With the contentious release of the Australian Curriculum pending, two arts education specialists consider what a national arts curriculum will mean for arts institutions. In this timely new Platform Paper from Currency House, co-authors Meg Upton and Naomi Edwards call on arts companies to radically rethink their education programs and engage meaningfully with the education sector to deliver the arts curriculum outcomes originally envisioned.
“Some major theatre companies still regard students as no more than bums-on-seats. Problems arise when the company appears to view the curriculum merely as a means of building attendance or providing financial viability; and this ignores the quality of the student’s experience.”
Education and the Arts surveys extensive research showing how transformative the arts are to learning and understanding. But performing arts organisations and the education sector, say the authors, are a long way from understanding each other’s practice, protocols and language.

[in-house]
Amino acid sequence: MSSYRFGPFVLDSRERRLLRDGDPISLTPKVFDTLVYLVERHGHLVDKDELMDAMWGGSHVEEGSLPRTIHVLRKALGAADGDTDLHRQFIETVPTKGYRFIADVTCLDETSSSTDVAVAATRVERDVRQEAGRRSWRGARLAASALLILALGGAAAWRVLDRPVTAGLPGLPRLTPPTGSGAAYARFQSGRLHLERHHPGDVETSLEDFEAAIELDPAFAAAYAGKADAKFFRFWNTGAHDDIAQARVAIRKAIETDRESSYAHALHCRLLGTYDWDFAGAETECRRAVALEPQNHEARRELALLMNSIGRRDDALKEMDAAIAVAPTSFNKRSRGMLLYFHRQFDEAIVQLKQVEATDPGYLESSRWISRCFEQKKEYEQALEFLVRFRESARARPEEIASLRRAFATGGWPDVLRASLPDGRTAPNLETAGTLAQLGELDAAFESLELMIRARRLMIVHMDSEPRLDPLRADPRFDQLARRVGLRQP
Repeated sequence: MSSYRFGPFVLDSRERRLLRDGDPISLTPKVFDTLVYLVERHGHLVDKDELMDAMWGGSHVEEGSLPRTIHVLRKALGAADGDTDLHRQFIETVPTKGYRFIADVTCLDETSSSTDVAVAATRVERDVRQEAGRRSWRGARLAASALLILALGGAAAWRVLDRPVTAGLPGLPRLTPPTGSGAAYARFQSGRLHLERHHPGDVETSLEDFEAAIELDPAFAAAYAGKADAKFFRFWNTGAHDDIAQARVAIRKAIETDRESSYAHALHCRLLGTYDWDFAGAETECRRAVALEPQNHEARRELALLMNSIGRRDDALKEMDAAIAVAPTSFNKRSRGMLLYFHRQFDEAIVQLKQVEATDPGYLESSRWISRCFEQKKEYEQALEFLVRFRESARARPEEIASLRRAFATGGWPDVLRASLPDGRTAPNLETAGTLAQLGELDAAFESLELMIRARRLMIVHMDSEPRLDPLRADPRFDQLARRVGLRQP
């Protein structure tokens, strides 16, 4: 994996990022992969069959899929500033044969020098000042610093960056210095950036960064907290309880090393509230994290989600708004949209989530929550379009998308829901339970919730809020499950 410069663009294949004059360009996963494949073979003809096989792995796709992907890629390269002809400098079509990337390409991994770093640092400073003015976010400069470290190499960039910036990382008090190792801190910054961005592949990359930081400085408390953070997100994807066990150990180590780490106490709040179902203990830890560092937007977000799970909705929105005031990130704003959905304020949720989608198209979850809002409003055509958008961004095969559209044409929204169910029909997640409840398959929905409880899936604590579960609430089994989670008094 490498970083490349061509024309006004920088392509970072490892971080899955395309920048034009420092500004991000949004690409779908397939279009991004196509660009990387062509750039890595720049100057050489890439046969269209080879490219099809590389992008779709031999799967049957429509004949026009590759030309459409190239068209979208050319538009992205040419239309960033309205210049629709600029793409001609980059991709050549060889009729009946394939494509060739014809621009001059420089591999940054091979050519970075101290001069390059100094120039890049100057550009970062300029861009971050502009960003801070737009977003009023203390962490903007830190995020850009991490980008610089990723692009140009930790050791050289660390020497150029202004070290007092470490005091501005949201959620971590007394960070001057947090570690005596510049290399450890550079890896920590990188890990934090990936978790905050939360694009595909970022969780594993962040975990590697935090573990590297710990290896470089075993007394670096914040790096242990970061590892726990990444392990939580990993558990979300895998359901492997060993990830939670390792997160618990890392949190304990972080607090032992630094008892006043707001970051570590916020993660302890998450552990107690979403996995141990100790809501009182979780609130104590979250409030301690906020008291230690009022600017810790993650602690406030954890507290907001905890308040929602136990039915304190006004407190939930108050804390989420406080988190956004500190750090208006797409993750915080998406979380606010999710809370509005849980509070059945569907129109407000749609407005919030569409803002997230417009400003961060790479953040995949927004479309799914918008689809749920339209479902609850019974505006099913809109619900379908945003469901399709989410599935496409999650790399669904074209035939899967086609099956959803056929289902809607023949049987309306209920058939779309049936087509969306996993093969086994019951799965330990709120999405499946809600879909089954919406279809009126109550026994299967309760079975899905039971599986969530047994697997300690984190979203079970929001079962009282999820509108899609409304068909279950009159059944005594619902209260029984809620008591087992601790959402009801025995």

Upton and Edwards point to the frequent marginalisation, questioning and cost-cutting faced by education program within arts institutions. Discussing recent controversies over productions and plays targeted to young audiences, the authors urge breaking through the gatekeepers – the teachers, parents, and policy-makers, and the producers and curators – who decide what young people can see and study.
“We must learn to trust young people’s capacity to confront challenging material, to be able to position themselves in relation to it and find a response if a safe and supported environment is provided. It is here that eduction programs provide critical points of intersection. It is time the various curriculum authorities looked to industry as equal partners in learning.”
Young people are not the audience of the future. They are the audience of now.